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  Friday February 27th, 2015    

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State auditor notes County funds, spending, rising (10/10/2012)
By Sarah Squires

Winona County was given a clean audit report for 2011 finances from the state auditor’s office, and awarded an “unqualified opinion,” meaning no major deficiencies were found in its accounting standards.

Carla Blahnik, of the state auditor’s office, outlined some of the audit findings to the County Board on Tuesday. While the county audit did not raise any major red flags, said Blahnik, there were some areas identified as in need of improvement—including legal compliance for government projects contracted to private companies.

One of the recommendations in the audit report was no surprise for a government unit the size of Winona County. Internal control procedures and segregation of duties can be difficult for a county with a smaller number of employees, she said. Areas where small fees are collected, such as planning and zoning, reported Blahnik, should have more segregation of duties: those collecting fees should not also be those issuing receipts and performing other accounting tasks. Blahnik said it’s often not cost effective to have multiple staff members in an area like that, so the state has recommended the county monitor the situation and be aware of the need for segregated duties.

The audit report also examined several federal programs administered by the county, and noted issues with medical assistance, child support enforcement, and Temporary Assistance for Needy Families (TANF). Blahnik reported that in these programs, problems were identified in applications and case files. Some files were missing records; some included conflicting information. Six TANF files identified did not include accurate family income data, and one file couldn’t be found, she said. The report recommended that improvements be made to ensure accurate and complete information is filed in these areas.

Blahnik also said there was a legal compliance issue with a contractor doing public county work. Contractors working under a government contract must provide a performance bond for jobs exceeding $75,000, she said, and competitive bids must be opened at a public meeting. A Garvin Heights tower reconstruction project, said Blahnik, did not appear to have a performance bond and bids had been opened in an employee’s office. Blahnik said the county should ensure its staff members are aware of the legal requirements.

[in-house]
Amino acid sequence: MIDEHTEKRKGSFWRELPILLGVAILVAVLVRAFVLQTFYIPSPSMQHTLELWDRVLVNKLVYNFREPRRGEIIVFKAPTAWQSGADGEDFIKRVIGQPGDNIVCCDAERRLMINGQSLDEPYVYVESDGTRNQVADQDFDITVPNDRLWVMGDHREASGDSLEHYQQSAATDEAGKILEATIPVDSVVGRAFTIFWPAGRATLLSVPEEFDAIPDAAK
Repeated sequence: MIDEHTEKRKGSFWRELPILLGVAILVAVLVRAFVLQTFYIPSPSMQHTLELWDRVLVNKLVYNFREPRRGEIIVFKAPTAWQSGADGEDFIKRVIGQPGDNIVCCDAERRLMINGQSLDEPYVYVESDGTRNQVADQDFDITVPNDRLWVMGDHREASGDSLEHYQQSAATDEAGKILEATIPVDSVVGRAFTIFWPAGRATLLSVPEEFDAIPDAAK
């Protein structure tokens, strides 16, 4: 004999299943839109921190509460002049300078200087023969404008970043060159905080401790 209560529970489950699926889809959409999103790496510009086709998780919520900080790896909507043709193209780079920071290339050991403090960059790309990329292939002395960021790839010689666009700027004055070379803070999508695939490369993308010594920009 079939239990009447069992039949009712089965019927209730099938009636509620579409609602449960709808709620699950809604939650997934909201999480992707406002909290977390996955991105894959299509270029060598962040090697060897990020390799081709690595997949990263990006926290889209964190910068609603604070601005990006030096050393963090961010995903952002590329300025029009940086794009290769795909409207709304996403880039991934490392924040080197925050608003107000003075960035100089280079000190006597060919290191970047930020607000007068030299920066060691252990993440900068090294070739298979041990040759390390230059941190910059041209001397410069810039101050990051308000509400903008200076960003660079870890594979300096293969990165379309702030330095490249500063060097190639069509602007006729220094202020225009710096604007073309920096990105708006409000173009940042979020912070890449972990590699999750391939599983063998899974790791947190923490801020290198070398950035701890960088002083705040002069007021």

Last five years: county spending, assets up

Blahnik handed out several charts that illustrated how the county has spent its funds over the last five years. Spending has increased from $37.1 million in 2006 to $43.8 million in 2011.

The property tax portion of the county's revenue decreased in 2011 and 2012 (about minus one percent in 2011 and minus four percent in 2012). The 2013 preliminary levy has been set at a zero percent increase.

Total revenues and expenditures over the last five years were listed as follows (revenue totals, with expenditure totals in parentheses): 2006 revenue $38.6 million ($37.1 million); 2007 revenue $39.8 million ($41.2 million); 2008 revenue $44.5 million ($45.4 million); 2009 revenue $42.4 million ($39.9 million); 2010 revenue $44.3 million ($45.6 million); and 2011 revenue $43.8 million ($44.5 million).

County net assets, including things such as buildings and roads, have also increased in recent years, climbing at least nine percent in 2010 and 2011. According to information presented by Blahnik during the meeting, the county’s total net assets were $78.4 million in 2006. By 2011 the figure had risen to $106.3 million.  


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